Do fire departments hire people with a criminal record?
Not every slip up is fatal to your firefighting aspirations; a lot depends on what you do after the infraction
“I have a [DUI, assault charge, lost my license, etc.] in my background. Can I still get hired, and if so how do I get past it?”
This is a tough question, but a very good one.
The first thing to know is that time is important. The more time you have between you and whatever legal infraction you have in your past, the better.
Trust me, everyone on that panel and every career firefighter I know has done things they're not proud of. They also understand that when we're young we tend to do stupid things. It's OK, we all make mistakes.
If you do have a blemish on your background, but are still invited to the later stages of the hiring process (psychological exam, panel interview, etc.), that is a great sign. This means that they are at least willing to accept that you have made some mistakes and may still hire you.
However, it goes without saying that this doesn't look good on your background check and in your interview. Also, it's important to note that if you have any kind of mark on your background check, they will know about it.
Now is where your work begins.
Own your past
First, if you are going through the interview, and have not been asked about it, don’t bring it up. You may feel as though you are hiding something, but the truth is you aren't.
If they have done a background check on you (which they surely have), they are already aware. There is no sense reminding them about it.
Remember, your single objective in the interview is to make yourself look and sound like the best candidate for their department. Bringing up something negative from your past that they already know about doesn't help you achieve that goal.
There are people out there who when questioned about something in their past, they will lie about it. If you are caught lying during an interview, or any stage of the hiring process, you are done. Your chances of getting hired are essentially zero.
As I said earlier, everyone has made mistakes and any reasonable person on that hiring panel will understand that.
You must take absolute ownership for the mistake you made. Responsibility and accountability are two pillars of the fire service.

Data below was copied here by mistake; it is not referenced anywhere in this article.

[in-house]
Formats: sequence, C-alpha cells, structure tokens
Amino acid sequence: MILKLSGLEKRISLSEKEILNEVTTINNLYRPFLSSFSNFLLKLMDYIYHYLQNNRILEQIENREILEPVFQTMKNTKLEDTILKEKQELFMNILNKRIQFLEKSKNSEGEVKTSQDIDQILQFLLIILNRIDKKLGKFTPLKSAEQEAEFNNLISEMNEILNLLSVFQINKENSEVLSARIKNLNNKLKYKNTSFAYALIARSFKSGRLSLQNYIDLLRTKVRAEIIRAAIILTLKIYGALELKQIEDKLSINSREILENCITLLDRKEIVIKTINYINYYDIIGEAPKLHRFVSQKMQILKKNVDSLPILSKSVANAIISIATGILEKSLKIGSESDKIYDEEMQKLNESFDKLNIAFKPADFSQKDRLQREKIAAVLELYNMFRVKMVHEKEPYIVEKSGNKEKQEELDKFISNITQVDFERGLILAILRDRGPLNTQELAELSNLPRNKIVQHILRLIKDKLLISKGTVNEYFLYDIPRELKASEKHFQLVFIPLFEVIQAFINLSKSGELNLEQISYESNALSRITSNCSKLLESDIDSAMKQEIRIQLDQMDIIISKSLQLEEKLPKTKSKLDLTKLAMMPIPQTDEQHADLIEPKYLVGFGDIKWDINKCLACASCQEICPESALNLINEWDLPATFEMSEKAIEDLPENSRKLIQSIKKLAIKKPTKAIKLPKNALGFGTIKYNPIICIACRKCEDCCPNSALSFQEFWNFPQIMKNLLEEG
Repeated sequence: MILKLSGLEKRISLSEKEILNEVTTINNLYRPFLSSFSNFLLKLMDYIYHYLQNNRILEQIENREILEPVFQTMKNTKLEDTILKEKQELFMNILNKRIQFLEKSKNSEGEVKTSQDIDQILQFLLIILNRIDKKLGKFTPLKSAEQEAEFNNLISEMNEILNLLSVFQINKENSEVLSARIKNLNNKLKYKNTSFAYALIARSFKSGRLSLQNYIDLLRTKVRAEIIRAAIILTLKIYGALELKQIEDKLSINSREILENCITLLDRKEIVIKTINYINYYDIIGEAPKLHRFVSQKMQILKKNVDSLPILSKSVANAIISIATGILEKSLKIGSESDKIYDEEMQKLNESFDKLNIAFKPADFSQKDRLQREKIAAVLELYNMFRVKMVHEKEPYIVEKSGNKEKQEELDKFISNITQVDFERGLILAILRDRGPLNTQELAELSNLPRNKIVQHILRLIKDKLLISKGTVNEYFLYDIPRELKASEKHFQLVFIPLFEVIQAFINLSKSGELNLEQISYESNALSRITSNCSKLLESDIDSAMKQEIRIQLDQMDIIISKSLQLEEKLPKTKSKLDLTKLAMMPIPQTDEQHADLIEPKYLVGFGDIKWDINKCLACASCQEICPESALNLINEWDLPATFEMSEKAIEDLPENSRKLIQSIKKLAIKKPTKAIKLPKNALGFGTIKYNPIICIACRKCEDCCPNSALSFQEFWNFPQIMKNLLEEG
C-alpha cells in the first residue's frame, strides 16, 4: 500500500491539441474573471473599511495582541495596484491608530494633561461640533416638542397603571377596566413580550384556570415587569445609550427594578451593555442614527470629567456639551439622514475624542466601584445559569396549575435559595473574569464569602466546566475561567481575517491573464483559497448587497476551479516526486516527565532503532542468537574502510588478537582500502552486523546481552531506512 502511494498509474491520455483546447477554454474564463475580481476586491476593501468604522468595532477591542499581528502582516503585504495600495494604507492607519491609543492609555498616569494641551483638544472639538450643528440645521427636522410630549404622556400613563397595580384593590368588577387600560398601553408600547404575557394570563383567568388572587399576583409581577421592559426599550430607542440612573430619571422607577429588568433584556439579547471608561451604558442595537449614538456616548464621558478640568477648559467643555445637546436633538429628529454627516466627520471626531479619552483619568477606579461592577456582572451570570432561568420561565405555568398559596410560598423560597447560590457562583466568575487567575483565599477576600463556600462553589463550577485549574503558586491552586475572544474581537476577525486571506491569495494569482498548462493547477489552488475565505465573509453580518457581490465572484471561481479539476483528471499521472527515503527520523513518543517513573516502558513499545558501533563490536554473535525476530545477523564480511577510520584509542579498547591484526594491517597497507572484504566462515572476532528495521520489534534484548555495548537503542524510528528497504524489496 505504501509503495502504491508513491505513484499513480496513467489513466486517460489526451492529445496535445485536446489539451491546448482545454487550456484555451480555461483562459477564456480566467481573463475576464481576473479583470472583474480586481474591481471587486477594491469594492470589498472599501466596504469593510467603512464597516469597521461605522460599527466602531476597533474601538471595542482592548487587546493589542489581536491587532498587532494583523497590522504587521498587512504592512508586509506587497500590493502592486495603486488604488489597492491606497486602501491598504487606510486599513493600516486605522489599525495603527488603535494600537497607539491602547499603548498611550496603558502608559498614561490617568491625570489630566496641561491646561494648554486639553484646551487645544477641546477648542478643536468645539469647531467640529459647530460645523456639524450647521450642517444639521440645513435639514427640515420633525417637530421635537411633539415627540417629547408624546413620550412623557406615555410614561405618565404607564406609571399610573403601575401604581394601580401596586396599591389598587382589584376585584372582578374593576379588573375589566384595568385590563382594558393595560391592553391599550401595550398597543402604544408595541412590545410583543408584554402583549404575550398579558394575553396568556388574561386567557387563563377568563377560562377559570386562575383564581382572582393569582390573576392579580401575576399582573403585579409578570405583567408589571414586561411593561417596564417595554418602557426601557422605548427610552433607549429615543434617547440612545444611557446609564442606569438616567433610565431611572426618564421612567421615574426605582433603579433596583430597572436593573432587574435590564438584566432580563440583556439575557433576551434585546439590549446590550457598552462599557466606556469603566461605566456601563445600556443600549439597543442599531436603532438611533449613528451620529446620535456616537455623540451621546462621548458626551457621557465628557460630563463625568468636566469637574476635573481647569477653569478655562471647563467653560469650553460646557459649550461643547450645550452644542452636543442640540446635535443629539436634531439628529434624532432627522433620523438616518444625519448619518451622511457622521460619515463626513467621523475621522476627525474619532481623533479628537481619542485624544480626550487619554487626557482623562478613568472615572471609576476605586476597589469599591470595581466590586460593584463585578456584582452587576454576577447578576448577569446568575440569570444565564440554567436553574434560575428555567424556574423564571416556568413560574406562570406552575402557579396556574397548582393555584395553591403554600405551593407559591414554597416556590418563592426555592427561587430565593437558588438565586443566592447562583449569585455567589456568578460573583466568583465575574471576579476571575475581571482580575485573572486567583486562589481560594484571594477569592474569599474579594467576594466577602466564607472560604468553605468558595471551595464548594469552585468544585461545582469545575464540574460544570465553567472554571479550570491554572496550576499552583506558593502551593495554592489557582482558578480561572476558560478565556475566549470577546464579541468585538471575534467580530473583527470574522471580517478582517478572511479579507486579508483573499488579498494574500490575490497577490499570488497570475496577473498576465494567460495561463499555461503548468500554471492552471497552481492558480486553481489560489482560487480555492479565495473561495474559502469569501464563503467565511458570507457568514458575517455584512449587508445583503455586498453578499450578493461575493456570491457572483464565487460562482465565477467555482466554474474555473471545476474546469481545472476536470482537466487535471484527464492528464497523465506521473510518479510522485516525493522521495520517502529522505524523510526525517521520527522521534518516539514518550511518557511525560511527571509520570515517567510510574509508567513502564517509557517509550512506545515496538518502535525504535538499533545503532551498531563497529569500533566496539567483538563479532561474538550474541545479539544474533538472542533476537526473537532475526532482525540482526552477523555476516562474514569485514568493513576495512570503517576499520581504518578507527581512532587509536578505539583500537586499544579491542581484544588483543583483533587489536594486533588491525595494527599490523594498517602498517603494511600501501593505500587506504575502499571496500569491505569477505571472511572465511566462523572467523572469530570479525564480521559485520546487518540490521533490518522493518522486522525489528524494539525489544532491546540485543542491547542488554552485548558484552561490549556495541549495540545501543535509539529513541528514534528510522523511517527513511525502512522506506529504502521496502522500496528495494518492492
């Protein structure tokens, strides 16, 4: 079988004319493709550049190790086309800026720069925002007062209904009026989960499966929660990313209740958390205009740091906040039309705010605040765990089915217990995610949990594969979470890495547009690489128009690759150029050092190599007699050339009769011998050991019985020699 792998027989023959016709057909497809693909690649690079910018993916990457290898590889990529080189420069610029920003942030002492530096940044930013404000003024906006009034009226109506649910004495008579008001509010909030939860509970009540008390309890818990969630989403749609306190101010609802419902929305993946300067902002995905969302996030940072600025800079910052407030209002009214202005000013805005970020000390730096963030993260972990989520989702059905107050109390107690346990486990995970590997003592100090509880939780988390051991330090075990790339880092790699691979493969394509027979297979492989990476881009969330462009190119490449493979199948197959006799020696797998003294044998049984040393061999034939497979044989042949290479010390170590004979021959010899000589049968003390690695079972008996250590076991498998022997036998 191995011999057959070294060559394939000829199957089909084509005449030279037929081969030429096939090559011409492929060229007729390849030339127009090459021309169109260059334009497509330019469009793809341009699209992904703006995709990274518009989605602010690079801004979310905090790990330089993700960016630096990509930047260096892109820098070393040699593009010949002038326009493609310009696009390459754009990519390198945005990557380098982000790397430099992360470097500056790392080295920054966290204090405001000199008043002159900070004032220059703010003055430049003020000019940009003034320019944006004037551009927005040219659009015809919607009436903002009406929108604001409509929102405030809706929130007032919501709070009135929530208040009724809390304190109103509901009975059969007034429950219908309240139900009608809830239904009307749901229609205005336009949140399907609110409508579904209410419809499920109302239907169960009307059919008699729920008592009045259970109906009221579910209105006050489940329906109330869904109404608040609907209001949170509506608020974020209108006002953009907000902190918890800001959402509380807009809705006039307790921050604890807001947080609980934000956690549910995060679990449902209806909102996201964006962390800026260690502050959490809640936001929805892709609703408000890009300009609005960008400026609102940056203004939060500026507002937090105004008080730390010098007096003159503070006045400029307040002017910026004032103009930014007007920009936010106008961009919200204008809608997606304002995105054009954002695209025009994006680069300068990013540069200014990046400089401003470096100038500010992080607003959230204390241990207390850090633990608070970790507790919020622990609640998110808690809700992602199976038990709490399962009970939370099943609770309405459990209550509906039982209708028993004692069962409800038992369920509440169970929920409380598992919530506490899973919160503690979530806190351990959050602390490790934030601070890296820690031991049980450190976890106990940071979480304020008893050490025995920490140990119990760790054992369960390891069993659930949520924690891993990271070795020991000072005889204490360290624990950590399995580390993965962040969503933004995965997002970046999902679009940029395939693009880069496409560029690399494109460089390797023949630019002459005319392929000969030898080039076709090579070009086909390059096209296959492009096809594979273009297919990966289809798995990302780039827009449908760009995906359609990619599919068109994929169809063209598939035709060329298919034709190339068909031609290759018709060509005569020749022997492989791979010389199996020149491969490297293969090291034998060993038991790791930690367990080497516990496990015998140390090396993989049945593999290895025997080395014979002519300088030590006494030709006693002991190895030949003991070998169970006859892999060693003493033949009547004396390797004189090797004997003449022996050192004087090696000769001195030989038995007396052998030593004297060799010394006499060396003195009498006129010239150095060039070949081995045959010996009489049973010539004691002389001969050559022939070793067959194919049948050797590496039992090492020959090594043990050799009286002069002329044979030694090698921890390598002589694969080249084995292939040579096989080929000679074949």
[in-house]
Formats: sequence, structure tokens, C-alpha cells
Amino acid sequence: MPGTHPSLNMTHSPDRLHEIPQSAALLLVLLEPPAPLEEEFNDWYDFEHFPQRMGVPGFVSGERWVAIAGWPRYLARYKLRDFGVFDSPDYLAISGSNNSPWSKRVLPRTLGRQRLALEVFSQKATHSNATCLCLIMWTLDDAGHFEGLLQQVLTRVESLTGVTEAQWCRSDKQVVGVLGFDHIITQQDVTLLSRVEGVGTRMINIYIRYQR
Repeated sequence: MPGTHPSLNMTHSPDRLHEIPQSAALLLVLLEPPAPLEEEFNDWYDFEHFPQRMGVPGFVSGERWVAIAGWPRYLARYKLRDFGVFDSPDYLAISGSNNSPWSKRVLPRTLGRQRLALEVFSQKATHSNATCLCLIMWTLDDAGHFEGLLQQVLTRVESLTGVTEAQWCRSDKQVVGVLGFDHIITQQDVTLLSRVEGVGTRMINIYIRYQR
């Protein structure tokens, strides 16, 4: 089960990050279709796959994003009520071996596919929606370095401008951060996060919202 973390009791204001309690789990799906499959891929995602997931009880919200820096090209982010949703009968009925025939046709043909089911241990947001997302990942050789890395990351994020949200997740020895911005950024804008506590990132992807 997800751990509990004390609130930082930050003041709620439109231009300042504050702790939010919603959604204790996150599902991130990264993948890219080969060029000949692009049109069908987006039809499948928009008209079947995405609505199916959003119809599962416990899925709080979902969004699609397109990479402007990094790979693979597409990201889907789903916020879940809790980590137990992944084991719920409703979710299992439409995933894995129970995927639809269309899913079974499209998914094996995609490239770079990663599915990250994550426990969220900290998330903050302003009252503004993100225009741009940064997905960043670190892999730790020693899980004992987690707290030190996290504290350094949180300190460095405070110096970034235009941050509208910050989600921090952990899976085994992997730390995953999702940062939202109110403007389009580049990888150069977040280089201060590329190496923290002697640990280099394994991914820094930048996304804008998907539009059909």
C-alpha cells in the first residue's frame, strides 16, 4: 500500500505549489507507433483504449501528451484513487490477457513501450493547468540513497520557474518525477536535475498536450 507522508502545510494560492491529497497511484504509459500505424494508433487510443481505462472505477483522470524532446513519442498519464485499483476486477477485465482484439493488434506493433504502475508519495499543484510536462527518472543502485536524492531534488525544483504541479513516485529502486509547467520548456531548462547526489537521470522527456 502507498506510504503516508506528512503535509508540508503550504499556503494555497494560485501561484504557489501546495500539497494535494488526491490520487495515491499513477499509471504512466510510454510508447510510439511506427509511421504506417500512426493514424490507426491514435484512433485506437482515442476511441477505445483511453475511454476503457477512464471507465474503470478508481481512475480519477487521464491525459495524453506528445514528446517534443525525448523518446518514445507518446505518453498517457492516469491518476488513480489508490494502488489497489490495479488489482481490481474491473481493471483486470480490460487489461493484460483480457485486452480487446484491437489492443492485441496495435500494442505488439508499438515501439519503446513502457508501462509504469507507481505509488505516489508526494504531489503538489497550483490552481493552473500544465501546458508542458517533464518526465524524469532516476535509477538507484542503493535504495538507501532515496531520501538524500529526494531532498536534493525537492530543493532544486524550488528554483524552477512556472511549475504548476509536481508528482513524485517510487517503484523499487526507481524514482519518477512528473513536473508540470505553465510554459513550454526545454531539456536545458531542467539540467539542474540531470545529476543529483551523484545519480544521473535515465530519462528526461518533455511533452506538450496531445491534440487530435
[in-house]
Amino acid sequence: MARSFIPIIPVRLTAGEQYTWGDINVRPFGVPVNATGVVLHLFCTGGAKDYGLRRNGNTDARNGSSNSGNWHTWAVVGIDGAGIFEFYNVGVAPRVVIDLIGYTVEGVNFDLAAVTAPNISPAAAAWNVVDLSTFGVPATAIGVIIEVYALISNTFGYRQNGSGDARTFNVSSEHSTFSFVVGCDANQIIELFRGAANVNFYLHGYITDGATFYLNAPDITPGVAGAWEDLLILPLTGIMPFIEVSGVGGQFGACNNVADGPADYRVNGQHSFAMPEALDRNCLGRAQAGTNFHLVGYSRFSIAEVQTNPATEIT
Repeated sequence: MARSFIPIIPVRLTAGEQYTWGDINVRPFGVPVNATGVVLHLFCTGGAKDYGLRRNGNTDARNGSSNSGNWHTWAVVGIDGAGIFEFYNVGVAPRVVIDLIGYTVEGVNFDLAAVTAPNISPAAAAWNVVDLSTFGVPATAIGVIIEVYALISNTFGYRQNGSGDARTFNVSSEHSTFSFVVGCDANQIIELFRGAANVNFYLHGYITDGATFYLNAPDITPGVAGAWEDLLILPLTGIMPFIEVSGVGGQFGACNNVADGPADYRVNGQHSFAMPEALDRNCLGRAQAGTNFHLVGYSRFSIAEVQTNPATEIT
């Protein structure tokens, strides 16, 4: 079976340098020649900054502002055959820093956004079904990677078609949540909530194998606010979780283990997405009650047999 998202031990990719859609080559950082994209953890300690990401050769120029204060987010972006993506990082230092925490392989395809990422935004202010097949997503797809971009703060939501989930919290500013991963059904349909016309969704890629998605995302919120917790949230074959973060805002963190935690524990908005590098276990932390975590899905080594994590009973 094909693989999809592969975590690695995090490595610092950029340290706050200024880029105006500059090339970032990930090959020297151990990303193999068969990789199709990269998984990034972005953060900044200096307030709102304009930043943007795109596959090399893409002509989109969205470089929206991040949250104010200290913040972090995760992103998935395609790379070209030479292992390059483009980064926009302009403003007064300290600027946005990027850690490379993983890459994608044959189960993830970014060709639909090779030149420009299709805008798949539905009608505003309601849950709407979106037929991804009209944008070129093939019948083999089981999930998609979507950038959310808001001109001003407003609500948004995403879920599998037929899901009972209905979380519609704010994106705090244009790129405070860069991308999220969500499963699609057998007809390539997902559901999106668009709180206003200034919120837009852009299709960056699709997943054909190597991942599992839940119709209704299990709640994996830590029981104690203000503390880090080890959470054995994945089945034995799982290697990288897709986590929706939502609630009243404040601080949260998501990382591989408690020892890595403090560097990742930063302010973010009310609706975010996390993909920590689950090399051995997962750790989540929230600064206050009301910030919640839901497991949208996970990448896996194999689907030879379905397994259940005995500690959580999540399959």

If you try to pass the blame for a mistake you made, you've essentially killed your chances of getting past the interview.
The questions you will need to answer are what have you done to show that you have learned from your mistake, and what strides have you taken to make sure you never repeat that behavior.
Words hold no sway; action is king.
Everyone makes mistakes, but not everyone can demonstrate that they have truly changed. That will be the key between getting hired and getting passed over for the job.
Here's an example. Let's say you’re 26, but you got a DUI when you were 21. It's been five years. That's a pretty good amount of time, and that's definitely in your favor.
Now, what have you done?
Maybe that impacted you so much you quit drinking and haven't had a drink since — perfect. Maybe you do some sort of volunteering to help victims of drunk drivers — that'd be great, too.
Somehow, you have to articulate actions that you have taken to show you learned. A simple, "It was bad, so I don't drink and drive anymore," doesn't really hold a lot of weight.
Admit the mistake, own the mistake and show what actions you have taken since, and you will be well on your way of getting past this major hurdle. At the very least, you will have earned the respect of those interviewing you even if you don’t get hired at that department.
Learn more about preparing for your interview.
This article, originally published in 2016, has been updated.